CHICAGO — Hallow, the No. 1 Catholic prayer and meditation app in the world, has launched a Spanish version of its app, Hallow Español, with a wide array of content exclusively for Hispanic Catholics.

The app, available in all Spanish-speaking countries and in the U.S., “aims to help Hispanic Catholics deepen their faith,” said a news release.

“As the percentage of all U.S. Catholics who are Hispanic increases, with one-third — 33% — of all U.S. Catholic adults identifying as Hispanic, the Catholic Church has focused more on providing resources and programs that appeal to its Spanish-speaking parishioners,” it said.

“Technology has increasingly played a key role in reaching Hispanic Catholics,” the release added. “But there hasn’t been a Catholic app that provides for them — until now.”

“With over 1.7 million downloads, Hallow has become an essential resource for prayer and meditation in the English-speaking world,” Jaime Gil, Hallow’s team leader for Spanish content, said in a statement. “As we move forward with our vision to have millions of people praying every day, we are excited to make the same quality content available in Spanish.”

A 14-day trial of Hallow Español is available. Information to sign up for the trial can be found at

Those who have the English edition of the app can change the language to Spanish and all the Spanish prayers and meditations will appear.

“Spanish is not only spoken in 21 countries in the Americas, Spain and other parts of the world,” Gil said, “but it is also the second most common language spoken in the United States. With Hallow Español, we believe that God will continue to hallow the lives of many millions more around the world.”

Hallow Español’s original content is tailored specifically for a Hispanic audience and will be continuously updated throughout the liturgical year.

For its official launch in December that content included the Our Lady of Guadalupe Novena, a Las Posadas Community Challenge and special meditations for Día de los Reyes Magos (the feast of Epiphany).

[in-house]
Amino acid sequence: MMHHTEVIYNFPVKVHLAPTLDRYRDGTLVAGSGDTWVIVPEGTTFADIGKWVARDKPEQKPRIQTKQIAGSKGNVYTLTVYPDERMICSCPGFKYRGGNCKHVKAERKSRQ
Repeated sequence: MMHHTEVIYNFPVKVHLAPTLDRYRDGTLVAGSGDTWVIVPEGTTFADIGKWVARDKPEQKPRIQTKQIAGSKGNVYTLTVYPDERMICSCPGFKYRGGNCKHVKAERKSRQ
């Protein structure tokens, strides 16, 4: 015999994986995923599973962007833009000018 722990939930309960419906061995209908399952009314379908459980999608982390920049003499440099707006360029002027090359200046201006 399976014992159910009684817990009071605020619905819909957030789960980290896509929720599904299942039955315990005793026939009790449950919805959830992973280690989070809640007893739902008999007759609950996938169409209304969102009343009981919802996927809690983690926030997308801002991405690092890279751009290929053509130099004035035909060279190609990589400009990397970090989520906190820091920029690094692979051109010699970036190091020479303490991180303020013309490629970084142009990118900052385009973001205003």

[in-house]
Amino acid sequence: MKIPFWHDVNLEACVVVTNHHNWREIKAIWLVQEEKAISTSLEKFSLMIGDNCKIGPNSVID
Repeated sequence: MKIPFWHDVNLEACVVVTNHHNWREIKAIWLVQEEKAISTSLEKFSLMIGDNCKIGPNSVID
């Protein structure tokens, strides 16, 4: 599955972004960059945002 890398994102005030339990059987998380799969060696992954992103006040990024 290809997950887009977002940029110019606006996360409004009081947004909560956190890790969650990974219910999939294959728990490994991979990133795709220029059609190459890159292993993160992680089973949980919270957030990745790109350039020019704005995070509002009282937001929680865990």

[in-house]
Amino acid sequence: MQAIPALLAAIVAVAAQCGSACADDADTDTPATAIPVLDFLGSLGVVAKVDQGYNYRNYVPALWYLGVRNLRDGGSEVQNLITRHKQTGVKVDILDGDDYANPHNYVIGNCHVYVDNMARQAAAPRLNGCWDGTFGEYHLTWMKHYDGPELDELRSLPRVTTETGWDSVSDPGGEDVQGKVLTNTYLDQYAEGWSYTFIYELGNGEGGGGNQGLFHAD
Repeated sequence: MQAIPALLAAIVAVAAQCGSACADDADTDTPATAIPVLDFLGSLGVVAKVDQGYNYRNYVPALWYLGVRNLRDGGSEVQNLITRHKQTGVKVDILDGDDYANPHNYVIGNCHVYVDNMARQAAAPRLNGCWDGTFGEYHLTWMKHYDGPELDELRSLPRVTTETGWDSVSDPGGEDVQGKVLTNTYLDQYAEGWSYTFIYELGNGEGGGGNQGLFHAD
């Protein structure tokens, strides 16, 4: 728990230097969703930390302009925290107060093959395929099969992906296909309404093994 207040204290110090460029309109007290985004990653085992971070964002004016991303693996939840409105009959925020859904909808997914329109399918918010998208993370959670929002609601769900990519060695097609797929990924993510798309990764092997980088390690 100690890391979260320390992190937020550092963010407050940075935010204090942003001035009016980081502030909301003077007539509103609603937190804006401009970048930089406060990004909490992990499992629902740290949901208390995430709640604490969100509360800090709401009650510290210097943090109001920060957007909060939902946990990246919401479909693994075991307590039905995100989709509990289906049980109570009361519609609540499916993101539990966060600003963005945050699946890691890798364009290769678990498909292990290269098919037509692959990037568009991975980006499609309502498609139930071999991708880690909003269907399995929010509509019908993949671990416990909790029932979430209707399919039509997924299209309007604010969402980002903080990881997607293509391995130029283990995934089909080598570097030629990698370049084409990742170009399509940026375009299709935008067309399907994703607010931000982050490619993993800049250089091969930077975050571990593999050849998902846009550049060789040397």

Hallow, which has received more than 40,000 five-star reviews, is available in the Apple App Store, Google Play Store and Amazon App Store.

Over the past year, Hallow has added many faith leaders to the app, including Los Angeles Auxiliary Bishop Robert E. Barron, founder of Word on Fire media ministry; Father Mike Schmitz, a priest of the Diocese of Duluth, Minnesota, who is co-creator of “The Bible in a Year” daily podcast; Scott Hahn, founder and president of the St. Paul Center for Biblical Theology in Steubenville, Ohio; Leah Darrow, Catholic wife and mother, author and podcast host; and Sister Miriam James Heidland, a member of the Society of Our Lady of the Most Holy Trinity, who is a sought-after speaker at youth conferences.

Hallow also has formed a new board of advisers, led by Bishop Kevin C. Rhoades of Fort Wayne-South Bend, Indiana, who is the immediate past chairman of the U.S. Conference of Catholic Bishops’ Committee on Doctrine.

Hallow tries to be “an app that helps you disconnect from apps and technology,” according to its CEO and co-founder, Alex Jones.

That sounds like a contradiction, he admitted in a 2020 interview with Catholic News Service.

But while other religious apps have users glued to their screen to read the Bible, he explained, Hallow allows its users to press “play,” close their eyes and listen to audio of a prayer.

Users are encouraged to build a habit of prayer by spending at least one minute in guided prayer with Hallow each day.

“The hardest part about praying is just doing it,” Jones told CNS. “It’s easy in the seasons of Lent and Advent when it’s top of mind, but (other times of the year) when you’ve got a lot of other things going on, it’s easy to fall off that.”

The app allows users to set goals and “you can add members of your family and friends to the app to hold yourself accountable,” he said. “You can set daily reminders.”